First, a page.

Harpford Weather

Information about the Weather Station

The weather station in use is a Davis Vantage Pro 2 AWS (Automatic Weather Station) with fan aspirated radiation shield, measuring air temperature, relative humidity, rainfall (intensity and accumulation), wind speed/direction, and solar radiation. From these many other variables (Dew point, wind chill etc) are calculated. The console that receives the information also measures air pressure and transfers data to the computer and via software to the web.


In addition, rainfall measurements are made using a manual ‘CoCoRaHS’ rain gauge that is used to correct totals from the AWS. These gauges have been shown to have very good accuracy over annual timescales (better than the tipping bucket gauge of the AWS).


Site Details:

The weather station is set up in a typical back garden, located on the edge of a small village (Harpford). It is bordered on the NW side by fields and the SE side by other houses. Topographically, the station is sited in on the floor of the North-South oriented Otter Valley, with associated influences such as cool nights, and some bias to wind direction and speed.

The station benefits from decent siting and exposure for a personal weather station, although it does come with a few slight limitations that one may expect. For example;

- The ISS is pole mounted above a fence, which in calm sunny conditions could lead to a slight over-read of temperature due to warm air rising off the fence (though this seems to be relatively minor, and any general over-reading is reduced by a fan aspirated radiation shield).

- Wind measurements are slightly affected by surrounding obstacles (also see below), as siting the anemometer at the official standard of 10 metres is not practical.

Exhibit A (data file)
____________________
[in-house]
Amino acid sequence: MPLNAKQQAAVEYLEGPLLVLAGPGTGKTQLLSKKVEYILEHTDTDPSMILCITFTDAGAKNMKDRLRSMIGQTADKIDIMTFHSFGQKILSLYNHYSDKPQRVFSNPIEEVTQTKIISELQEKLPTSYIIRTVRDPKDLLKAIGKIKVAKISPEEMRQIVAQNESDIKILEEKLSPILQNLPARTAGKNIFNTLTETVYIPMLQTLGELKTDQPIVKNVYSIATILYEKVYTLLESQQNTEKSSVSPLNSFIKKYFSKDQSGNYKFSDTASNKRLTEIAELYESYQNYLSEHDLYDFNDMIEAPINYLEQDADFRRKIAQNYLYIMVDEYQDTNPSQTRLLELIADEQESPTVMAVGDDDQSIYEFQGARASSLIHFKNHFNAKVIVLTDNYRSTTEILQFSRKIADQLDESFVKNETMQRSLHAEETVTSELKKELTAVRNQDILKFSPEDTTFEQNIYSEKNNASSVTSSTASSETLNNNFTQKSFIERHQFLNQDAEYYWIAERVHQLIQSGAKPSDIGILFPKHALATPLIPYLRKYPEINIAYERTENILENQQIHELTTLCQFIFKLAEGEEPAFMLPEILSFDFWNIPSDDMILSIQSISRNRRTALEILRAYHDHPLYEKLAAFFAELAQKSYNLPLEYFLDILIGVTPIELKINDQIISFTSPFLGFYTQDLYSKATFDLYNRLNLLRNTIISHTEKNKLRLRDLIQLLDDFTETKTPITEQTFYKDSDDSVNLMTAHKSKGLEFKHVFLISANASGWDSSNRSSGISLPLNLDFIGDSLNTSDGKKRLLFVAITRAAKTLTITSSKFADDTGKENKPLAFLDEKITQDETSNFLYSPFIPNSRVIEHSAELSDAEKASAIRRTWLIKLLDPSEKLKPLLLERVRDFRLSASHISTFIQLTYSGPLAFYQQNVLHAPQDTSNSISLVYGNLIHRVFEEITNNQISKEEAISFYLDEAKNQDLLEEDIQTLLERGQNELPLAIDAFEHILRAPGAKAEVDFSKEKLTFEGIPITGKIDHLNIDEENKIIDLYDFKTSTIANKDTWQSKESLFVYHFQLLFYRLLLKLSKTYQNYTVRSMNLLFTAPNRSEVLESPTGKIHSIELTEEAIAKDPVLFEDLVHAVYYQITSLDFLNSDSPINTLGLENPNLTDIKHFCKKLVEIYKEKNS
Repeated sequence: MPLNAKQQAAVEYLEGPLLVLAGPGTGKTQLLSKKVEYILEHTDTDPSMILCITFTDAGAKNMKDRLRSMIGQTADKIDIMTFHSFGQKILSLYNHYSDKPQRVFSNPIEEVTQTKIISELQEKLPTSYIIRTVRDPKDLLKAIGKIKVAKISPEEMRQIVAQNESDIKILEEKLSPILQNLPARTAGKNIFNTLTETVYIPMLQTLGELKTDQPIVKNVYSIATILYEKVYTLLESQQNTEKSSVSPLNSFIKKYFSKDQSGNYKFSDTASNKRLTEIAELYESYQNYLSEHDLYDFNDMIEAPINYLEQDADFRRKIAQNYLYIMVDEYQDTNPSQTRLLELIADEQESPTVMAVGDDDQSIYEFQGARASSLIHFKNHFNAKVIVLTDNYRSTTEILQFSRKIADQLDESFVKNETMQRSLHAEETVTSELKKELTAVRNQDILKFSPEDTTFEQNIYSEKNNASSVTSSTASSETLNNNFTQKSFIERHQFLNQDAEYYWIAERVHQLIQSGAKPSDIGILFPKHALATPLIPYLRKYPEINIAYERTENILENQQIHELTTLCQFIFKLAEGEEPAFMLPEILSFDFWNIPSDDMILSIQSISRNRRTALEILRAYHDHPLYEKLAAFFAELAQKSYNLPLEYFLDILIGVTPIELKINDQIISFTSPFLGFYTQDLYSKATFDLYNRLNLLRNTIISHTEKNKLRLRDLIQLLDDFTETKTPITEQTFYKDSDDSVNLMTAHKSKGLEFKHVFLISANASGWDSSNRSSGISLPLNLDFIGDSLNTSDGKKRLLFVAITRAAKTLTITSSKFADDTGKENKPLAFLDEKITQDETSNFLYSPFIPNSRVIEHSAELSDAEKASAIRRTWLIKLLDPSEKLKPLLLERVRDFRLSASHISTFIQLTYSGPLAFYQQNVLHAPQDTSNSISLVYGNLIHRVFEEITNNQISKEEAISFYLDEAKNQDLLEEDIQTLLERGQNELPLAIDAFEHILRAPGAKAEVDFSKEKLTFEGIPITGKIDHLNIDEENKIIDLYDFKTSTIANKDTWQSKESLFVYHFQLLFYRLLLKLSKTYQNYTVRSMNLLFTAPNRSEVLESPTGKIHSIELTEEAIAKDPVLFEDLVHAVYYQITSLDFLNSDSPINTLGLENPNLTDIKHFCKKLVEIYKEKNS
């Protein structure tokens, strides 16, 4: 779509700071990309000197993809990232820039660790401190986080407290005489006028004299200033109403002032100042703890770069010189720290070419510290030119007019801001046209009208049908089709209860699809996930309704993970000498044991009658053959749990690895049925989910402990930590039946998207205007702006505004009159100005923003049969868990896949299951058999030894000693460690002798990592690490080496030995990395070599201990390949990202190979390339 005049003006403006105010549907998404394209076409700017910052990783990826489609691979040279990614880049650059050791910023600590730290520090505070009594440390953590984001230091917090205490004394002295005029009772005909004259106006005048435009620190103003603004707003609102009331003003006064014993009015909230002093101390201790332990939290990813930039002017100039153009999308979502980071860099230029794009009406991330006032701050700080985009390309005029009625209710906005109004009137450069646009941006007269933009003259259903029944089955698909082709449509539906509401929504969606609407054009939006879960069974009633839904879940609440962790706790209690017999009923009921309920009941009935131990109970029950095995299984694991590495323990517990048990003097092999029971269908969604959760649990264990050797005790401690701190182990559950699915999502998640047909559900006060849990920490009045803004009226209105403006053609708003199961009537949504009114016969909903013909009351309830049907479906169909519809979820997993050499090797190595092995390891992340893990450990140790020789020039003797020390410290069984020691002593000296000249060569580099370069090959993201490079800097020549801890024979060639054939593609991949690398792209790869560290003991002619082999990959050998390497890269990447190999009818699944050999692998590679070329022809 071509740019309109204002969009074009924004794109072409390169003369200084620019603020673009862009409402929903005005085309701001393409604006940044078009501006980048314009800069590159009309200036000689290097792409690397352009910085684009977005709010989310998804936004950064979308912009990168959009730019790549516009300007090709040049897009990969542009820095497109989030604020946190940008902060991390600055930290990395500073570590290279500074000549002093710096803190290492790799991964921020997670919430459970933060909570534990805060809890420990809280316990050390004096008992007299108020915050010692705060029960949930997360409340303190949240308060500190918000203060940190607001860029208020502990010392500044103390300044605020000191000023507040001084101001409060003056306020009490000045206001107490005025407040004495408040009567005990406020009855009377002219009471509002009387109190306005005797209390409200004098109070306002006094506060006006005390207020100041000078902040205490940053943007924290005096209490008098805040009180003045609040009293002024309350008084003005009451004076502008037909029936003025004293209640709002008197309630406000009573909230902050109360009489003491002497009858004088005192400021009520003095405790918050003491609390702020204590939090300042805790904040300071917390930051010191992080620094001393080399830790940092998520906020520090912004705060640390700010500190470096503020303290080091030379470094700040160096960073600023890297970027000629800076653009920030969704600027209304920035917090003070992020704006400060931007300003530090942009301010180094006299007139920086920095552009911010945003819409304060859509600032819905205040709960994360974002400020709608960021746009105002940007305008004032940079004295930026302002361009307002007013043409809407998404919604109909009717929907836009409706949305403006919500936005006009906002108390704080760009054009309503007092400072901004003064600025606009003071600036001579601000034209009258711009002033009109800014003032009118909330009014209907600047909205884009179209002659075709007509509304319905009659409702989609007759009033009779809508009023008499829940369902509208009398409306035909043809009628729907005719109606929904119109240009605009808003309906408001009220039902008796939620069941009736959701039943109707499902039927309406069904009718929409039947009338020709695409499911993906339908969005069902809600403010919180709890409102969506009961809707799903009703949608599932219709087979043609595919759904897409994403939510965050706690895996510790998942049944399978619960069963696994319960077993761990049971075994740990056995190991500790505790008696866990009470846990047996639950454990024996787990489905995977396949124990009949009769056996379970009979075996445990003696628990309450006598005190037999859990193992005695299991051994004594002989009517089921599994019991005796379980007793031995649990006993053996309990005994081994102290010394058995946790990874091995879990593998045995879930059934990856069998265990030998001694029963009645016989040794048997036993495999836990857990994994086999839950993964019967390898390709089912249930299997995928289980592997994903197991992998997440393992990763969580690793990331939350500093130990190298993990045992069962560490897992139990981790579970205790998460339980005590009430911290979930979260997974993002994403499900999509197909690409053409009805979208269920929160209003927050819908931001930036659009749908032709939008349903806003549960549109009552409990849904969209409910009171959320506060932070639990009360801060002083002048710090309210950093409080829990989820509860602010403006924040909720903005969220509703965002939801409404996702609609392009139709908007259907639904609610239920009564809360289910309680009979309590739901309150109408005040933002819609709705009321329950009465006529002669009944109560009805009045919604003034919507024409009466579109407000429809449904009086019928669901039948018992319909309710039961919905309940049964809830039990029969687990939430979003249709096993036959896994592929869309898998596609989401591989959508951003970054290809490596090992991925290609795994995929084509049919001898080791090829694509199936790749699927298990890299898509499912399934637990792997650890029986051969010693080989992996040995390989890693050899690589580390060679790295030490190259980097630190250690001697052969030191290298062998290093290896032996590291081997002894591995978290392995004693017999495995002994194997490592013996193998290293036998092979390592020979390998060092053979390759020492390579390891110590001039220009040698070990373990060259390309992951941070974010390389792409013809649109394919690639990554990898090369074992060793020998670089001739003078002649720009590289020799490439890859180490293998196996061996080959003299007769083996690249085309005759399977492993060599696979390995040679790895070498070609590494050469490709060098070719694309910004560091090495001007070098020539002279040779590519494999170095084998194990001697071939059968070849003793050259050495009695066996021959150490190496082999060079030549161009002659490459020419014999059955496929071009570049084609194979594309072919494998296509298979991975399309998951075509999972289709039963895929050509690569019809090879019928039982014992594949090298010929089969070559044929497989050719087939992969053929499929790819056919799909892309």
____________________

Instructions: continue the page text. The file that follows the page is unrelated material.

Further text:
Height of temperature/humidity sensors: about 1.7m above the ground, in a fan aspirated radiation shield (passive shield prior to March 2012).

Height of rain gauge: AWS gauge about 2m above the ground, supplemented by a CoCoRaHS rain gauge mounted at 30cm.


Height of anemometer: about 7.5m above the ground (This was at about 5.3m until the 8th January 2011)
Station Elevation: 26m above mean sea level.



Some photos of the weather station and its surroundings can be seen below.

Significant Updates:

8th January 2011 - the anemometer was raised from 5.3m to 7.5m above the ground. This helps reduce some of the sheltering from houses to the SE and S, and trees to the NE, however some influence still remains (mounting the anemometer higher than this, at the official 10m standard is not practical).

March 2012 - A new ISS was installed, this time with 24 hour FARS (Fan Aspirated Radiation Shield) which reduces any overheating in sunny calm weather (though this didn’t seem to be much of an issue here), and also improves sensor response time in light winds, which can be useful with sudden temperature changes or on clear calm nights, better resolving temperature fluctuations.

March 2015 - A solar radiation sensor was added, recording ‘global horizontal irradiance’, which also allows estimation of sunshine hours, along with calculation of THSW index (Temp-Humidity-Sun-Wind Index) and Evapotranspiration.

February 2016 - A replacement ‘third party’ Temp/hum sensor was installed, with better specs and a faster response time than the original Davis sensor. From August 2009-February 2016, humidity often over-read by around 5-7% with humidity below about 90%.
July 2016 - The latest ‘SHT31’ Davis temperature/humidity sensor was fitted, with improved accuracy especially at lower and higher temperatures.